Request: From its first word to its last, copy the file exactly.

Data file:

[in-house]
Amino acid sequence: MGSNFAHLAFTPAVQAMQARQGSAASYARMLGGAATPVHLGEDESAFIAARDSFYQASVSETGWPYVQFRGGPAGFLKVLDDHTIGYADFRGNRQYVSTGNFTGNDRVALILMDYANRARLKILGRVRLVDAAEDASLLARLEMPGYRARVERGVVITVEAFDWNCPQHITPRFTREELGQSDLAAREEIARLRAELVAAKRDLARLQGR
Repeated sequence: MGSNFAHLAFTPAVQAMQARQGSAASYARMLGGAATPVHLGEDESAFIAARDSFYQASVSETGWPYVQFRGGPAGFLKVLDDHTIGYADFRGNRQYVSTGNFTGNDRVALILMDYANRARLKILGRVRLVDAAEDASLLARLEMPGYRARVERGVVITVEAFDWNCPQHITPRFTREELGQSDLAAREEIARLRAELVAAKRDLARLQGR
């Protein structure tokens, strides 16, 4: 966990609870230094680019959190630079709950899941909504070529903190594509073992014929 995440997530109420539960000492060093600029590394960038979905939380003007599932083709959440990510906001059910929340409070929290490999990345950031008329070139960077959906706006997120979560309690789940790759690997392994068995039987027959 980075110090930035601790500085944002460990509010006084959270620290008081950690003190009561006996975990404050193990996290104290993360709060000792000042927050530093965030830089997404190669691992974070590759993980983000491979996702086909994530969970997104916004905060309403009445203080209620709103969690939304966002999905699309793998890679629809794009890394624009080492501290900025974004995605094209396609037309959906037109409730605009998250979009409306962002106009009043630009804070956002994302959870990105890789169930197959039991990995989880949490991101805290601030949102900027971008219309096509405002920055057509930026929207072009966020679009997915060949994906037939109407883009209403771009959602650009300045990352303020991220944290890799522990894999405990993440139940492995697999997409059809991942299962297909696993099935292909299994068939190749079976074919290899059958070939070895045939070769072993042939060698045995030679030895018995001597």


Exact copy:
[in-house]
Amino acid sequence: MGSNFAHLAFTPAVQAMQARQGSAASYARMLGGAATPVHLGEDESAFIAARDSFYQASVSETGWPYVQFRGGPAGFLKVLDDHTIGYADFRGNRQYVSTGNFTGNDRVALILMDYANRARLKILGRVRLVDAAEDASLLARLEMPGYRARVERGVVITVEAFDWNCPQHITPRFTREELGQSDLAAREEIARLRAELVAAKRDLARLQGR
Repeated sequence: MGSNFAHLAFTPAVQAMQARQGSAASYARMLGGAATPVHLGEDESAFIAARDSFYQASVSETGWPYVQFRGGPAGFLKVLDDHTIGYADFRGNRQYVSTGNFTGNDRVALILMDYANRARLKILGRVRLVDAAEDASLLARLEMPGYRARVERGVVITVEAFDWNCPQHITPRFTREELGQSDLAAREEIARLRAELVAAKRDLARLQGR
């Protein structure tokens, strides 16, 4: 966990609870230094680019959190630079709950899941909504070529903190594509073992014929 995440997530109420539960000492060093600029590394960038979905939380003007599932083709959440990510906001059910929340409070929290490999990345950031008329070139960077959906706006997120979560309690789940790759690997392994068995039987027959 980075110090930035601790500085944002460990509010006084959270620290008081950690003190009561006996975990404050193990996290104290993360709060000792000042927050530093965030830089997404190669691992974070590759993980983000491979996702086909994530969970997104916004905060309403009445203080209620709103969690939304966002999905699309793998890679629809794009890394624009080492501290900025974004995605094209396609037309959906037109409730605009998250979009409306962002106009009043630009804070956002994302959870990105890789169930197959039991990995989880949490991101805290601030949102900027971008219309096509405002920055057509930026929207072009966020679009997915060949994906037939109407883009209403771009959602650009300045990352303020991220944290890799522990894999405990993440139940492995697999997409059809991942299962297909696993099935292909299994068939190749079976074919290899059958070939070895045939070769072993042939060698045995030679030895018995001597």